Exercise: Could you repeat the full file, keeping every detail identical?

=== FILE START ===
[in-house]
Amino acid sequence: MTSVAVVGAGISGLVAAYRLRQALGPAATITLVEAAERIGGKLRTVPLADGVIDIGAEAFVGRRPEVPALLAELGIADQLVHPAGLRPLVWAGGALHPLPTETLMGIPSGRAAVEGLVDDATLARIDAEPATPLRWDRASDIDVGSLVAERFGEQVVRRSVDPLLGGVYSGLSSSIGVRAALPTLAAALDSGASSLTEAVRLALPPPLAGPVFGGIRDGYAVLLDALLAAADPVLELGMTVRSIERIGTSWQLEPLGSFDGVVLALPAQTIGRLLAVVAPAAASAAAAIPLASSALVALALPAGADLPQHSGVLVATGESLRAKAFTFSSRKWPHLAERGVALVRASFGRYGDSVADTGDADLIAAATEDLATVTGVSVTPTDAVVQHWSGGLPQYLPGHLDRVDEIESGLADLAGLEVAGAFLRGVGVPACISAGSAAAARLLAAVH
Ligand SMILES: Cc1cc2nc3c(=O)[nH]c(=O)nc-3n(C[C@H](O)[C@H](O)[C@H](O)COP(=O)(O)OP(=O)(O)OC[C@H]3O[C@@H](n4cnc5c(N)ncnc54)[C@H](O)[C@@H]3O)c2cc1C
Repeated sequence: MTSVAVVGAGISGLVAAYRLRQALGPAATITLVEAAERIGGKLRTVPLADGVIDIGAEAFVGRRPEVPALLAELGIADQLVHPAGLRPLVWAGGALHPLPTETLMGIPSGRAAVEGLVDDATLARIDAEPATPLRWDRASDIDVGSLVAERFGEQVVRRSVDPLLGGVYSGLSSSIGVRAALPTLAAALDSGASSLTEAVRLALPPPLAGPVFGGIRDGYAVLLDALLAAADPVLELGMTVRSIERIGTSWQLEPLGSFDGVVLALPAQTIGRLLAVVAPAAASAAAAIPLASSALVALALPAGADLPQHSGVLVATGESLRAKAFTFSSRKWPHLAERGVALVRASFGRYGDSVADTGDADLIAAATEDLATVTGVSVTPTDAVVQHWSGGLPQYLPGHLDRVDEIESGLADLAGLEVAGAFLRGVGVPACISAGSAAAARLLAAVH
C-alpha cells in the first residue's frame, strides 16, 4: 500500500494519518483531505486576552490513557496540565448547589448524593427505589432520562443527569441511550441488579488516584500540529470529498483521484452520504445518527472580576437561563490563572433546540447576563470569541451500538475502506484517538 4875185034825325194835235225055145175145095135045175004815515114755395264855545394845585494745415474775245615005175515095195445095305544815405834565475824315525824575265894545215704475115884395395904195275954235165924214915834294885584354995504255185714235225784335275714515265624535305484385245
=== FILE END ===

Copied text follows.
[in-house]
Amino acid sequence: MTSVAVVGAGISGLVAAYRLRQALGPAATITLVEAAERIGGKLRTVPLADGVIDIGAEAFVGRRPEVPALLAELGIADQLVHPAGLRPLVWAGGALHPLPTETLMGIPSGRAAVEGLVDDATLARIDAEPATPLRWDRASDIDVGSLVAERFGEQVVRRSVDPLLGGVYSGLSSSIGVRAALPTLAAALDSGASSLTEAVRLALPPPLAGPVFGGIRDGYAVLLDALLAAADPVLELGMTVRSIERIGTSWQLEPLGSFDGVVLALPAQTIGRLLAVVAPAAASAAAAIPLASSALVALALPAGADLPQHSGVLVATGESLRAKAFTFSSRKWPHLAERGVALVRASFGRYGDSVADTGDADLIAAATEDLATVTGVSVTPTDAVVQHWSGGLPQYLPGHLDRVDEIESGLADLAGLEVAGAFLRGVGVPACISAGSAAAARLLAAVH
Ligand SMILES: Cc1cc2nc3c(=O)[nH]c(=O)nc-3n(C[C@H](O)[C@H](O)[C@H](O)COP(=O)(O)OP(=O)(O)OC[C@H]3O[C@@H](n4cnc5c(N)ncnc54)[C@H](O)[C@@H]3O)c2cc1C
Repeated sequence: MTSVAVVGAGISGLVAAYRLRQALGPAATITLVEAAERIGGKLRTVPLADGVIDIGAEAFVGRRPEVPALLAELGIADQLVHPAGLRPLVWAGGALHPLPTETLMGIPSGRAAVEGLVDDATLARIDAEPATPLRWDRASDIDVGSLVAERFGEQVVRRSVDPLLGGVYSGLSSSIGVRAALPTLAAALDSGASSLTEAVRLALPPPLAGPVFGGIRDGYAVLLDALLAAADPVLELGMTVRSIERIGTSWQLEPLGSFDGVVLALPAQTIGRLLAVVAPAAASAAAAIPLASSALVALALPAGADLPQHSGVLVATGESLRAKAFTFSSRKWPHLAERGVALVRASFGRYGDSVADTGDADLIAAATEDLATVTGVSVTPTDAVVQHWSGGLPQYLPGHLDRVDEIESGLADLAGLEVAGAFLRGVGVPACISAGSAAAARLLAAVH
C-alpha cells in the first residue's frame, strides 16, 4: 500500500494519518483531505486576552490513557496540565448547589448524593427505589432520562443527569441511550441488579488516584500540529470529498483521484452520504445518527472580576437561563490563572433546540447576563470569541451500538475502506484517538 4875185034825325194835235225055145175145095135045175004815515114755395264855545394845585494745415474775245615005175515095195445095305544815405834565475824315525824575265894545215704475115884395395904195275954235165924214915834294885584354995504255185714235225784335275714515265624535305484385245